By | March 14, 2023

Oil prices rose on Monday, a day after OPEC members announced production cuts “aimed at supporting stability in the oil market.”

In early trade, Brent crude, the international benchmark, rose more than 6 percent to around $85 a barrel. West Texas Intermediate crude, the US benchmark, rose by a similar amount to trade above $80 a barrel.

The surprising messages signaled a potential new threat to global efforts to curb inflation and a challenge to the Biden administration, which has pushed for lower gas prices. In particular, production cuts could further exacerbate strained relations between the US and Saudi Arabia, OPEC’s de facto leader. Last year, President Biden made a special appeal to Saudi Crown Prince Mohammed bin Salman to increase oil production, just to have OPEC trim its output at the next meeting.

European stocks were mixed on Monday, with the S&P 500 opening slightly higher.

Saudi Arabia said it will cut output by 500,000 barrels a day starting next month. Combined with cuts announced by several other OPEC producers, the output reduction will be over a million barrels a day, or about 1 percent of global oil supplies.

Analysts said the move showed once again that Saudi Arabia and its oil minister, Prince Abdulaziz bin Salman, are determined to be proactive in keeping prices high, perhaps in the $90 a barrel range.

Frequently asked questions about inflation

Card 1 of 5

What is inflation? Inflation is one loss of purchasing power over time, meaning your dollar won’t go as far tomorrow as it did today. It is usually expressed as the annual change in prices of everyday goods and services such as food, furniture, clothing, transport and toys.

What causes inflation? It may be the result of increasing consumer demand. But inflation can also rise and fall based on developments that have little to do with economic conditions, such as limited oil production and supply chain issues.

Is inflation bad? It depends on the circumstances. Rapid price increases create problems, but moderate price increases can higher salaries and job growth.

Can inflation affect the stock market? Rapid inflation usually spells trouble for stocks. Financial assets in general have historically fared poorly during inflationary boomswhile tangible assets such as houses have held their value better.

“This is a new Saudi style of unpredictable maneuvering,” said Karen Young, senior fellow at Columbia University’s Center on Global Energy Policy. In recent days, Saudi oil officials had signaled that current production levels would be maintained until the end of the year.

However, it may prove difficult to raise prices if demand for oil falls. The shock from the production cuts “may be followed by the realization that the market is much weaker than people think,” wrote Edward Morse, head of commodities at Citigroup.

Uncertainty still prevails over the global economy. It is not clear how quickly China, the biggest oil importer and Saudi Arabia’s most important customer, will recover from its “zero Covid” lockdowns. Also difficult to assess is the extent of the damage that could be caused to overall oil demand by the recent turmoil in the banking sector. And higher prices will encourage more investment and production from other producers, such as shale oil drillers in the United States.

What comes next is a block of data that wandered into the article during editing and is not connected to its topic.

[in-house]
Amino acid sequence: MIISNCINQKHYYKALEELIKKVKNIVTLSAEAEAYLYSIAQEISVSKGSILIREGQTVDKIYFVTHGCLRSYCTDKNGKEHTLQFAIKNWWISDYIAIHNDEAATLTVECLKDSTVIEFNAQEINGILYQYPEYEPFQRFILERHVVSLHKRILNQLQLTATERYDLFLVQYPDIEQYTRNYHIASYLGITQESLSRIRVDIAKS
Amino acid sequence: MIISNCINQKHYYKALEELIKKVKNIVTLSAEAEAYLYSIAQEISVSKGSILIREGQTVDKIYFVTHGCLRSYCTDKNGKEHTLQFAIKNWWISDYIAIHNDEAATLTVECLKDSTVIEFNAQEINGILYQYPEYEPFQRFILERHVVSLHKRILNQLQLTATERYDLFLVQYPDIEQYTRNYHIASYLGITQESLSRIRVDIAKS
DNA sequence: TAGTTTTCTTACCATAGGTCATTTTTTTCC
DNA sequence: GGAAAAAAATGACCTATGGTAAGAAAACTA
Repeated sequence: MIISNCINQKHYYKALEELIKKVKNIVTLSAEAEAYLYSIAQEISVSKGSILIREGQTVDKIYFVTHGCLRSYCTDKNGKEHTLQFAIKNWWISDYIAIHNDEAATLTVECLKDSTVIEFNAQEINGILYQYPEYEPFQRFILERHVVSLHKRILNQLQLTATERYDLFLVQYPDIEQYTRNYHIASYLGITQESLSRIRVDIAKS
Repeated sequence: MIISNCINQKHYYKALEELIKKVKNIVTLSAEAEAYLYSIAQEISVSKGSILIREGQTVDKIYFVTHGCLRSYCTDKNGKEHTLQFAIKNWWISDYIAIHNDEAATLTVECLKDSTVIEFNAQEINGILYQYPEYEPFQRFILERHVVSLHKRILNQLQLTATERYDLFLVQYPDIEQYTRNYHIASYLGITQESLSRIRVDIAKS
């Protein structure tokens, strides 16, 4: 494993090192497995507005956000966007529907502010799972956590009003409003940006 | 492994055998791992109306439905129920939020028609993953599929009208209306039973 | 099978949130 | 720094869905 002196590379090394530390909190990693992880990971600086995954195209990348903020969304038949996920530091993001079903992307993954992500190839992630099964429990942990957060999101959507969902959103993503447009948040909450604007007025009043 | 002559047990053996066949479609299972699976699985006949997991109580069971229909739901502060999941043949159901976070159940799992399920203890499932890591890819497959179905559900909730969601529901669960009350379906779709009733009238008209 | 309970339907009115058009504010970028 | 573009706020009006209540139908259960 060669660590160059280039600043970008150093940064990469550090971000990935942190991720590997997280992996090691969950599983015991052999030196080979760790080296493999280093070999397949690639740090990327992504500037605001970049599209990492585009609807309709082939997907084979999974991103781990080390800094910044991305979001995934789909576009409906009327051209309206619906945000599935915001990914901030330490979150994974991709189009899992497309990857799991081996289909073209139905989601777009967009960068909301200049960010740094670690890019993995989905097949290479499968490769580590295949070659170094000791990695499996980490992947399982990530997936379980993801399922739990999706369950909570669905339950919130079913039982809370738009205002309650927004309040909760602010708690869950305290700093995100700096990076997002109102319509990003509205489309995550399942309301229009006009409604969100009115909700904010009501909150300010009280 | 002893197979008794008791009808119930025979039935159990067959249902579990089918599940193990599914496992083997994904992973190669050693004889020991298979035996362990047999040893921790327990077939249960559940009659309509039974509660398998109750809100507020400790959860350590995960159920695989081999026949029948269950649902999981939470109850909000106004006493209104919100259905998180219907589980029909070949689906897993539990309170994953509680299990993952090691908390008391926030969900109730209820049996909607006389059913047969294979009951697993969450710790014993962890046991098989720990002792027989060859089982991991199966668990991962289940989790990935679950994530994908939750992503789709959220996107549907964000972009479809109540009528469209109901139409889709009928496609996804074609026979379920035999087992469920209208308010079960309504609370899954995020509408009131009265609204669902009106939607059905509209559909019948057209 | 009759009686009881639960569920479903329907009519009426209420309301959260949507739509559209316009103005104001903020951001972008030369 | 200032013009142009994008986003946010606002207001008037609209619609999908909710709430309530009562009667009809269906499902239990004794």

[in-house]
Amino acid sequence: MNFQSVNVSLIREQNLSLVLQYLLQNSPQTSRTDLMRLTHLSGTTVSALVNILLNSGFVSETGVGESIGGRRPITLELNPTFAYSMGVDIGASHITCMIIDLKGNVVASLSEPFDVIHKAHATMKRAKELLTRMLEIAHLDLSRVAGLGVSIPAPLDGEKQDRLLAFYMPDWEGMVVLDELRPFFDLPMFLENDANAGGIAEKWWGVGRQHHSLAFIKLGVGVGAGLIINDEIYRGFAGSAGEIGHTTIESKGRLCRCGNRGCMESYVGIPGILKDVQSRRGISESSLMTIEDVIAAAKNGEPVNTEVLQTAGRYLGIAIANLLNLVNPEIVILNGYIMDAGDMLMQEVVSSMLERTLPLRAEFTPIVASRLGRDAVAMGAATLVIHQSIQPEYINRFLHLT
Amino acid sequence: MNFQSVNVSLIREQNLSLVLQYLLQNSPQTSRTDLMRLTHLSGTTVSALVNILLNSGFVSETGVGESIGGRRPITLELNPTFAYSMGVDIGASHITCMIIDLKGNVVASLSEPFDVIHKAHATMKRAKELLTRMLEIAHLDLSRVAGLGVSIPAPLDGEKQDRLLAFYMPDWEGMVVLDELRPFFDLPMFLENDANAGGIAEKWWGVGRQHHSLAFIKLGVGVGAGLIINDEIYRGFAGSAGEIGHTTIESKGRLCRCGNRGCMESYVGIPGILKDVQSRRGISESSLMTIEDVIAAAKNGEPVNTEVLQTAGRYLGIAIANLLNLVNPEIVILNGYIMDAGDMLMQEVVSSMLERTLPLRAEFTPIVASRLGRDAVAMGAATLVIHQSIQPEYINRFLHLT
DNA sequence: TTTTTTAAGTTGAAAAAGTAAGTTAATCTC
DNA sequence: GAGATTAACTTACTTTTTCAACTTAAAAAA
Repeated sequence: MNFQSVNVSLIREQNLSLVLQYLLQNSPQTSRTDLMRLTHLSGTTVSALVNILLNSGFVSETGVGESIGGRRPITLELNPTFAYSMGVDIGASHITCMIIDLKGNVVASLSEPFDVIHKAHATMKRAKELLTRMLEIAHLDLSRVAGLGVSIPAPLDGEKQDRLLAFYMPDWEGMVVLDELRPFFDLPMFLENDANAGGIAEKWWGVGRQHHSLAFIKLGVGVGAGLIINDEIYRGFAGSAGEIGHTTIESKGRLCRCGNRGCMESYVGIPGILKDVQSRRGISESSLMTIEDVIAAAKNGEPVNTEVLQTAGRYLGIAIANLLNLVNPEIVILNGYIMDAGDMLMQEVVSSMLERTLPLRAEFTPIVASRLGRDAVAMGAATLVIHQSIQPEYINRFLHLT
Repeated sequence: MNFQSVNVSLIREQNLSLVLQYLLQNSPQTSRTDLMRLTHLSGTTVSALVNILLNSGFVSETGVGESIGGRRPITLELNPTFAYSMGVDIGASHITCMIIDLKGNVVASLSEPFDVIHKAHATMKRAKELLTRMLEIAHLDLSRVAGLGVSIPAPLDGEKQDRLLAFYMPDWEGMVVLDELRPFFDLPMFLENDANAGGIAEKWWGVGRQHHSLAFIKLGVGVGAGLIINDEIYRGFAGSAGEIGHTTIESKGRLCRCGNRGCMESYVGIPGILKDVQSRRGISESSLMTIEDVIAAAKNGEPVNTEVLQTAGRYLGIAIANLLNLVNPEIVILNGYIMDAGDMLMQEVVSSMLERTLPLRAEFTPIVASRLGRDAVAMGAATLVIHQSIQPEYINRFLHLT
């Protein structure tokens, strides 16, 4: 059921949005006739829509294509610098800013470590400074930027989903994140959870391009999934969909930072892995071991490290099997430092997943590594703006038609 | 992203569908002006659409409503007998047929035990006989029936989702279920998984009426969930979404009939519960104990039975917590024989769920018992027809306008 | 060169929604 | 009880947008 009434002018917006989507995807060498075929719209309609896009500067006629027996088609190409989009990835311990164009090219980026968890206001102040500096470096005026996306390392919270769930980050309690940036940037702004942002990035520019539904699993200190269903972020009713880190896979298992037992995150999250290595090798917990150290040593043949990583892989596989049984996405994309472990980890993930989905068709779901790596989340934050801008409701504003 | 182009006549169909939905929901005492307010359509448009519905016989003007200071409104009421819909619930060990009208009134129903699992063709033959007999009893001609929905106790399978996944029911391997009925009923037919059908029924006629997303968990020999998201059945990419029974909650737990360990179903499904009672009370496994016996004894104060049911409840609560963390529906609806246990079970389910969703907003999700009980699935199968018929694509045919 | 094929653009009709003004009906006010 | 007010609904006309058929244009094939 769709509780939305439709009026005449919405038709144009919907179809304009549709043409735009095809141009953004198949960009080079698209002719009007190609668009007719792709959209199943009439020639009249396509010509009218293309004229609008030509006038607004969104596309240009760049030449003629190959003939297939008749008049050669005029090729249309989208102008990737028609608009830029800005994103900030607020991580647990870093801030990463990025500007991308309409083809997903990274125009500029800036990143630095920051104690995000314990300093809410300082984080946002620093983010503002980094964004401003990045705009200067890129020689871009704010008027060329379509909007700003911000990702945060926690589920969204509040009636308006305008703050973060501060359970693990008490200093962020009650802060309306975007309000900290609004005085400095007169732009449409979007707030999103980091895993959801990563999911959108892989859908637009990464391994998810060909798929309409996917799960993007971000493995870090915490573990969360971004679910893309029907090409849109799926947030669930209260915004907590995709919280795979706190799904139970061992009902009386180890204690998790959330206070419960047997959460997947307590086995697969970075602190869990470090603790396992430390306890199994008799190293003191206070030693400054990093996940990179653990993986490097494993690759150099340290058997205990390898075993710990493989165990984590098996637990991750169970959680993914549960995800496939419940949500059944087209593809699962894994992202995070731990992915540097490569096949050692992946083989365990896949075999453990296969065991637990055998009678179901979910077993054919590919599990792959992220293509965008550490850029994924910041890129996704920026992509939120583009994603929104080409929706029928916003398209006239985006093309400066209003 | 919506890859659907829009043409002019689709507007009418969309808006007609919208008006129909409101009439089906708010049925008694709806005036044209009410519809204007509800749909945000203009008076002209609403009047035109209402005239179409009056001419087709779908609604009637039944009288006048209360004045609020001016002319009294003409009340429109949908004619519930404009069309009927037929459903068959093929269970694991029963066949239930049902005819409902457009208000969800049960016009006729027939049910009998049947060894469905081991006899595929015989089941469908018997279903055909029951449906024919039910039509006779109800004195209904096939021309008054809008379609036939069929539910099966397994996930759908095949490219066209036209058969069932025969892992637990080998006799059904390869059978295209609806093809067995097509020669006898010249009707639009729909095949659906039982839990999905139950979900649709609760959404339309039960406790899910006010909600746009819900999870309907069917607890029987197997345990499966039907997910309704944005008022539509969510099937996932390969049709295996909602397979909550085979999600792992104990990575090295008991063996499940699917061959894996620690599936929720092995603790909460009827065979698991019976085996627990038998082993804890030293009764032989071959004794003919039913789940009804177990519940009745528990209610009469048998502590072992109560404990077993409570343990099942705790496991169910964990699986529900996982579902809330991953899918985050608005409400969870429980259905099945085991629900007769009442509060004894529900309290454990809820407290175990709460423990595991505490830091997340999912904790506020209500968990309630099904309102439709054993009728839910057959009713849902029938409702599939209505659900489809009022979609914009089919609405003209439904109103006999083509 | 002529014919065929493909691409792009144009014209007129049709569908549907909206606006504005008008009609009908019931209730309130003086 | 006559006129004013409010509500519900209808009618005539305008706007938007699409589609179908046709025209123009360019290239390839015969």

The Saudis, who lead the OPEC cartel, are signaling that today they prefer to act rather than wait and see how these trends play out, some analysts said.

“This is probably not their last production move of the year,” Mr. Morse.

OPEC Plus, which consists of OPEC plus Russia and a few others, produces about half of the world’s oil. The group had not been scheduled to hold a formal meeting of oil ministers until June, but the Saudis apparently decided action was needed. Prices have been weak recently, although they recovered somewhat in recent days as the banking woes appeared to ease. A dispute between Iraq and Kurdistan had recently disrupted some oil supplies, but one potential settlement was announced over the weekend.

The sight of prices falling towards $70 a barrel in mid-March was probably worrying for the Saudis and, analysts say, they may have decided to act before more bad news drove markets down further. Saudi Arabia needs high oil revenues to support ambitious development programs aimed at diversifying the kingdom’s economy away from oil.

Some analysts say the Saudis had no choice but to act.

“This move by OPEC Plus looks to restore its credibility as a proactive preventive force,” said Gary Ross, chief executive of Black Gold Investors, a trading firm.

What is clear is that the Saudis are likely to take actions they decide are in their interests even if their decisions irritate the Biden administration and complicate the Fed’s efforts to ease inflation. Indeed, after Sunday’s announcement, a spokeswoman for the US National Security Council said “we do not believe that cuts are advisable” due to market uncertainty.

“It has been clear that Saudi Arabia is prepared to endure increased friction in the bilateral relationship” with Washington, Helima Croft, an analyst at RBC Capital Markets, wrote in a note to clients.

Croft said the Saudis now see Washington as “just one of several partners” rather than their most important ally, as in the past.

#Oil #price #jumps #signaling #proactive #preemptive #OPEC

Leave a Reply

Your email address will not be published. Required fields are marked *